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December 28, 2021

Two Ways to Set Ourselves Free from Past Pain.

 

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For me, even though I know it’s the best way to live, one of the hardest things to do is live fully in the present—accepting and appreciating the person I am in the here and now, and not being distracted from that by mistakes I’ve made (and hopefully learned from) in the past.

Many of us carry around distorted and negative ideas about who we are, all too often given to us by the people who were supposed to be nurturing and protecting us as children. This is one time when the human gift of learning turns against us, because we absorb and remember those messages about ourselves and what we can expect from the world.

These negative perspectives get “stuck” in our neural pathways and are as difficult to shake off as a candy wrapper stuck to our fingers—even when we’re given a mountain of evidence proving that we’re not the stupid or bad person our parents told us we were.

I’ve found one of the best antidotes to being held back by feelings of self-doubt from the past is to become more consciously aware of them—even though that can be painful—and remind myself where they came from and that they’re not “true.” I’ve never managed to make them go away by ignoring or burying them, so I try to balance reflecting on the past and the effect it’s had on me, with putting my attention into the present and getting a more balanced sense of myself.

Another approach that works well for me is choosing to act in a way that “contradicts” whatever ideas from the past are holding me back. I consciously choose to behave like the strong and wise person I know I can be, even when I don’t feel that way. It feels weird and not quite “real” at first because I’m so used to being the limited version of myself, but when I “fake it till I make it,” that “ideal me” slowly but surely becomes who I am.

There are times when I slip back or feel overwhelmed by painful memories, but in time, a combination of reflection and action has set me free from most of the effects of any past pain.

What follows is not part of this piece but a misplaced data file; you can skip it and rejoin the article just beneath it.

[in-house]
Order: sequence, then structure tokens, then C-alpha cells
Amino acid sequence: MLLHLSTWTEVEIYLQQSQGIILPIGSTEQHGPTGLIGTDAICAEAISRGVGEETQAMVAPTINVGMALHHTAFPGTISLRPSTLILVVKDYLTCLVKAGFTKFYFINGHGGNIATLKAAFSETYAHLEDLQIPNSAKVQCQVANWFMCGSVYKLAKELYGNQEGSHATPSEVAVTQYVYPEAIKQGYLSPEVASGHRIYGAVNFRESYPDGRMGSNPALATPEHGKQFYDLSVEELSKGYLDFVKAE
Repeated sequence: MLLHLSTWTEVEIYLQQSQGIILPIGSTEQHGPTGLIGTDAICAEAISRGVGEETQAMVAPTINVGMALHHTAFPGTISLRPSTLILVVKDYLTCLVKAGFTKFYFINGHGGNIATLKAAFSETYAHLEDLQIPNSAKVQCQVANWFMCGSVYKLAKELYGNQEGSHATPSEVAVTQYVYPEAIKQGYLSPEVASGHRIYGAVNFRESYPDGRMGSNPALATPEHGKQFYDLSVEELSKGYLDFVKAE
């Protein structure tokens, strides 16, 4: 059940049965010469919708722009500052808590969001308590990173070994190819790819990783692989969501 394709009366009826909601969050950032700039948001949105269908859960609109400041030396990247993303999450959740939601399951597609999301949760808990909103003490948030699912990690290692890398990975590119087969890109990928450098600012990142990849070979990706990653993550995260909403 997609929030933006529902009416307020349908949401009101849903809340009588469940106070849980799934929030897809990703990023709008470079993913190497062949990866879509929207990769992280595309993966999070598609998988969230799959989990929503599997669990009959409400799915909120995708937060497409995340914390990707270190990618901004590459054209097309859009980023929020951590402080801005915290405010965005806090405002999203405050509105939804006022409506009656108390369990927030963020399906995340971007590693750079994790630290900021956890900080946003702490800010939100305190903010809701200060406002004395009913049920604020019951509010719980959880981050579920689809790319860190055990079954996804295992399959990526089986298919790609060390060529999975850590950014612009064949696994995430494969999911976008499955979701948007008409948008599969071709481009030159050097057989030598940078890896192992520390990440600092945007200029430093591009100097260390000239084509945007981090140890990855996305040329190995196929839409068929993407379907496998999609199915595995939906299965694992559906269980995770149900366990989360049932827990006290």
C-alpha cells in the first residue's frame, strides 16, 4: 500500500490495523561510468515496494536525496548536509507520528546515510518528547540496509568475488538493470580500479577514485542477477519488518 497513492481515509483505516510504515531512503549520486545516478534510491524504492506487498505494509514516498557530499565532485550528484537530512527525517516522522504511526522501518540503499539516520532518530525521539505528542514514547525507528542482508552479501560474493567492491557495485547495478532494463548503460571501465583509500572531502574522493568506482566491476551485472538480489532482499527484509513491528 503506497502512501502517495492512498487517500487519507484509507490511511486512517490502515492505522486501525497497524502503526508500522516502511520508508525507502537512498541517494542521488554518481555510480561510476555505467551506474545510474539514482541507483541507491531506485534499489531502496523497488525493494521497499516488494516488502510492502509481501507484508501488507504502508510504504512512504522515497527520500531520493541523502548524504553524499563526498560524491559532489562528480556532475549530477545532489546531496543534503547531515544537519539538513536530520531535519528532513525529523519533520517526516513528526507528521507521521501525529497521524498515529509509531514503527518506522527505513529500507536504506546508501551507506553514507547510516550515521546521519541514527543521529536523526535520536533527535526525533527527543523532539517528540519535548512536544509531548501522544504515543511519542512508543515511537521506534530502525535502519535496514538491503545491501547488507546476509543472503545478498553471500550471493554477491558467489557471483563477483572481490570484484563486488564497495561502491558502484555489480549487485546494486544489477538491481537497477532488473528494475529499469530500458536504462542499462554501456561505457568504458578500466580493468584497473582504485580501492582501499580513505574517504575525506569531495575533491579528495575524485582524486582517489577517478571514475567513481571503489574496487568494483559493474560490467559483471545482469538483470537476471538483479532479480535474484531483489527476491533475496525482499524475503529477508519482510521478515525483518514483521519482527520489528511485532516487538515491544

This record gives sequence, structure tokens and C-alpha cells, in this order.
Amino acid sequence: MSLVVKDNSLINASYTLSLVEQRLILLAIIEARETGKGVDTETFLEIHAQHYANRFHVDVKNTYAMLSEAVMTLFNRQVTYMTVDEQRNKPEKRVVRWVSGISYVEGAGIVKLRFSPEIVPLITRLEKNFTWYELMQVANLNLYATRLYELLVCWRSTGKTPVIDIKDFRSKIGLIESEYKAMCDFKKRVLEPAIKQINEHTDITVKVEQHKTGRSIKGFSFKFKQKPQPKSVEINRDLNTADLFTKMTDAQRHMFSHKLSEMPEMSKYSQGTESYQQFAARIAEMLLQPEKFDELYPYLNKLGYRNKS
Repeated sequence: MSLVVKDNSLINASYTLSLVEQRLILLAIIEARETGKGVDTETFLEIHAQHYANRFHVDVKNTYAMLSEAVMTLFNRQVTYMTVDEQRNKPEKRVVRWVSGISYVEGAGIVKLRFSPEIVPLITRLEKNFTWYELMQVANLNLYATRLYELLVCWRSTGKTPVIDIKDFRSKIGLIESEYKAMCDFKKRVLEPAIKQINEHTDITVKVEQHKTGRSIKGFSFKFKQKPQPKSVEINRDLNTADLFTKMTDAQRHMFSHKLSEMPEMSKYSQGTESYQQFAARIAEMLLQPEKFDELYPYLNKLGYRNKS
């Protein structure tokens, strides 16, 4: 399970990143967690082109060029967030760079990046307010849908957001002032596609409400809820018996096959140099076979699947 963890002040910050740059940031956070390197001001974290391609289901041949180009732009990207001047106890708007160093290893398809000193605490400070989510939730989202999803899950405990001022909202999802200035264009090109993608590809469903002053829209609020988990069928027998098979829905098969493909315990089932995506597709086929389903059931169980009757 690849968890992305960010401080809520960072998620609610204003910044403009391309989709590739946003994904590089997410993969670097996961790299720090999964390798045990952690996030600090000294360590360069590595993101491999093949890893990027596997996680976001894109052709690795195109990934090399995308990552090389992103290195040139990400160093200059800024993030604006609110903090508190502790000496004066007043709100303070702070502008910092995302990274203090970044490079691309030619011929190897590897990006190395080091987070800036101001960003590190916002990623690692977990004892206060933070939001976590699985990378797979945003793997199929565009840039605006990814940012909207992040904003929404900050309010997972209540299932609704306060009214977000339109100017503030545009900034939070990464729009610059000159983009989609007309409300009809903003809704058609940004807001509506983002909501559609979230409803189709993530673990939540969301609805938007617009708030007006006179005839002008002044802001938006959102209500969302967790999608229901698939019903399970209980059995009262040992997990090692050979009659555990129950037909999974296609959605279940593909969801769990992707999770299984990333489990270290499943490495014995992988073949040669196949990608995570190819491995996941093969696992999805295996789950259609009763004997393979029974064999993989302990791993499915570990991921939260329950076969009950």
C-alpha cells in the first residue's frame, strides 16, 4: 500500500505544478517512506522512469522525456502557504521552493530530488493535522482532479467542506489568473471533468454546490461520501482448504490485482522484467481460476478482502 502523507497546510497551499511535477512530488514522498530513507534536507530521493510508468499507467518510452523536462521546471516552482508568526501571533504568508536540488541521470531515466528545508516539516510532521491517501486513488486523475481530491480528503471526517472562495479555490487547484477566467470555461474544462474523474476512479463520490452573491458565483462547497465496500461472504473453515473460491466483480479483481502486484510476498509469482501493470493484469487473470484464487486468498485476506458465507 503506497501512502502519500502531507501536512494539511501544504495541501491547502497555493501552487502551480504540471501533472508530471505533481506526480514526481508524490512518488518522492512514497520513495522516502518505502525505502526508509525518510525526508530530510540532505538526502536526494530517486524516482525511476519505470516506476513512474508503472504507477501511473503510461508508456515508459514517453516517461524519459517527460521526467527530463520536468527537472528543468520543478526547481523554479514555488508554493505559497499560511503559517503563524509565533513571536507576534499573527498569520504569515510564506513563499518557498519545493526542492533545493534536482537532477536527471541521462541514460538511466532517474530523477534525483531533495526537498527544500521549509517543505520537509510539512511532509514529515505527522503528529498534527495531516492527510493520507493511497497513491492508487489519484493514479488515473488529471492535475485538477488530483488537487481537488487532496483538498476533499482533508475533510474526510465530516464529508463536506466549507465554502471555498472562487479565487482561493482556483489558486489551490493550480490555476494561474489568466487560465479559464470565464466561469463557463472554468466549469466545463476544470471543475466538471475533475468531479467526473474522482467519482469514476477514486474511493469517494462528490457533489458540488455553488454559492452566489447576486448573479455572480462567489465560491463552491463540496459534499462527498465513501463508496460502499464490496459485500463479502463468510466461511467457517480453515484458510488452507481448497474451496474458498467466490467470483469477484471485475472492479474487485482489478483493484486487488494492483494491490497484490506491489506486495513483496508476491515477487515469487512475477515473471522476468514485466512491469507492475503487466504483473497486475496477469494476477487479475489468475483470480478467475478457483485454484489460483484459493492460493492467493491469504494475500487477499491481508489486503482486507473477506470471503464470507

This approach has worked in my relationship too. My partner and I had been getting caught up in a repetitive cycle of arguing about the same sorts of things without really getting anything resolved, so we decided to focus at least three quarters of our time on being loving and having fun together—acting “as if” everything was good between us, and no more than the remaining quarter on figuring out what’s been getting in the way of that and why. By paying more attention to what’s positive between us, we’ve been able to steer our relationship back to the way we’d like it to be.

It’s all about finding a sweet spot between refusing to bury any of the painful feelings that come up in our relationship—because anything buried always gains in power and sooner or later, like steam in a closed container, explodes!—and spending so much time analyzing and ruminating that we lose touch with what it is that we enjoy about being together.

We spend less time talking about our relationship and more time just enjoying being together—dealing with any problems in an open and trusting way when they come up.

It’s a reassuring reminder that though we can’t control what anyone else feels or does, we can all take charge of how we respond.

And as the saying goes—energy flows where attention goes!

~

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